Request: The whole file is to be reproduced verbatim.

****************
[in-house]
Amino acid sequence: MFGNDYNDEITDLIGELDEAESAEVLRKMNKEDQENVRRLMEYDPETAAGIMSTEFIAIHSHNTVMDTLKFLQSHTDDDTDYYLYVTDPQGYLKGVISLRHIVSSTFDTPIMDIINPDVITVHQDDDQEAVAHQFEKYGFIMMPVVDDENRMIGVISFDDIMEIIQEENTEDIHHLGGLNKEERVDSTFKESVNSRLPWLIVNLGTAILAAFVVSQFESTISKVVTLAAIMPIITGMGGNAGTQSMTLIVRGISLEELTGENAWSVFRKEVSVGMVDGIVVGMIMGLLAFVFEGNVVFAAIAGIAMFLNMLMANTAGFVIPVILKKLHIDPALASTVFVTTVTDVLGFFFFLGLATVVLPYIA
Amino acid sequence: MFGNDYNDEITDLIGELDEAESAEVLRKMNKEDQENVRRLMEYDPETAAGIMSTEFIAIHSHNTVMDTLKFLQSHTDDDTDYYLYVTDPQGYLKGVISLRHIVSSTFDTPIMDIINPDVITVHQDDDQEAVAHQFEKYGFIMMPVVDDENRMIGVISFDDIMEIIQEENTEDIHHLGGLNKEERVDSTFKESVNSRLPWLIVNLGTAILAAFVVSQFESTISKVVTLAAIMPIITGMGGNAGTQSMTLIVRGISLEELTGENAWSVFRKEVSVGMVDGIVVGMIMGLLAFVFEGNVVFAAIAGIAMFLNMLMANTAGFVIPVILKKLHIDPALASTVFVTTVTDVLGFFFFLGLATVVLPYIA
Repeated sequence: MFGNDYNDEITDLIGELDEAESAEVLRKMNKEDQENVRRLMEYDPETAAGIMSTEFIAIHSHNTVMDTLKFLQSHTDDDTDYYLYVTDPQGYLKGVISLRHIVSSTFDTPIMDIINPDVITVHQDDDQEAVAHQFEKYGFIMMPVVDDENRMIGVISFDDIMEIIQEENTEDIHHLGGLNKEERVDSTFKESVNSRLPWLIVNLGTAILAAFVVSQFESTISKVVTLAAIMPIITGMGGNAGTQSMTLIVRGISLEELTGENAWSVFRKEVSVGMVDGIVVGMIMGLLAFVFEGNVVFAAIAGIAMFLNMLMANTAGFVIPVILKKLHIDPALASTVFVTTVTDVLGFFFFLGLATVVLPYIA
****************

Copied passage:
[in-house]
Amino acid sequence: MFGNDYNDEITDLIGELDEAESAEVLRKMNKEDQENVRRLMEYDPETAAGIMSTEFIAIHSHNTVMDTLKFLQSHTDDDTDYYLYVTDPQGYLKGVISLRHIVSSTFDTPIMDIINPDVITVHQDDDQEAVAHQFEKYGFIMMPVVDDENRMIGVISFDDIMEIIQEENTEDIHHLGGLNKEERVDSTFKESVNSRLPWLIVNLGTAILAAFVVSQFESTISKVVTLAAIMPIITGMGGNAGTQSMTLIVRGISLEELTGENAWSVFRKEVSVGMVDGIVVGMIMGLLAFVFEGNVVFAAIAGIAMFLNMLMANTAGFVIPVILKKLHIDPALASTVFVTTVTDVLGFFFFLGLATVVLPYIA
Amino acid sequence: MFGNDYNDEITDLIGELDEAESAEVLRKMNKEDQENVRRLMEYDPETAAGIMSTEFIAIHSHNTVMDTLKFLQSHTDDDTDYYLYVTDPQGYLKGVISLRHIVSSTFDTPIMDIINPDVITVHQDDDQEAVAHQFEKYGFIMMPVVDDENRMIGVISFDDIMEIIQEENTEDIHHLGGLNKEERVDSTFKESVNSRLPWLIVNLGTAILAAFVVSQFESTISKVVTLAAIMPIITGMGGNAGTQSMTLIVRGISLEELTGENAWSVFRKEVSVGMVDGIVVGMIMGLLAFVFEGNVVFAAIAGIAMFLNMLMANTAGFVIPVILKKLHIDPALASTVFVTTVTDVLGFFFFLGLATVVLPYIA
Repeated sequence: MFGNDYNDEITDLIGELDEAESAEVLRKMNKEDQENVRRLMEYDPETAAGIMSTEFIAIHSHNTVMDTLKFLQSHTDDDTDYYLYVTDPQGYLKGVISLRHIVSSTFDTPIMDIINPDVITVHQDDDQEAVAHQFEKYGFIMMPVVDDENRMIGVISFDDIMEIIQEENTEDIHHLGGLNKEERVDSTFKESVNSRLPWLIVNLGTAILAAFVVSQFESTISKVVTLAAIMPIITGMGGNAGTQSMTLIVRGISLEELTGENAWSVFRKEVSVGMVDGIVVGMIMGLLAFVFEGNVVFAAIAGIAMFLNMLMANTAGFVIPVILKKLHIDPALASTVFVTTVTDVLGFFFFLGLATVVLPYIA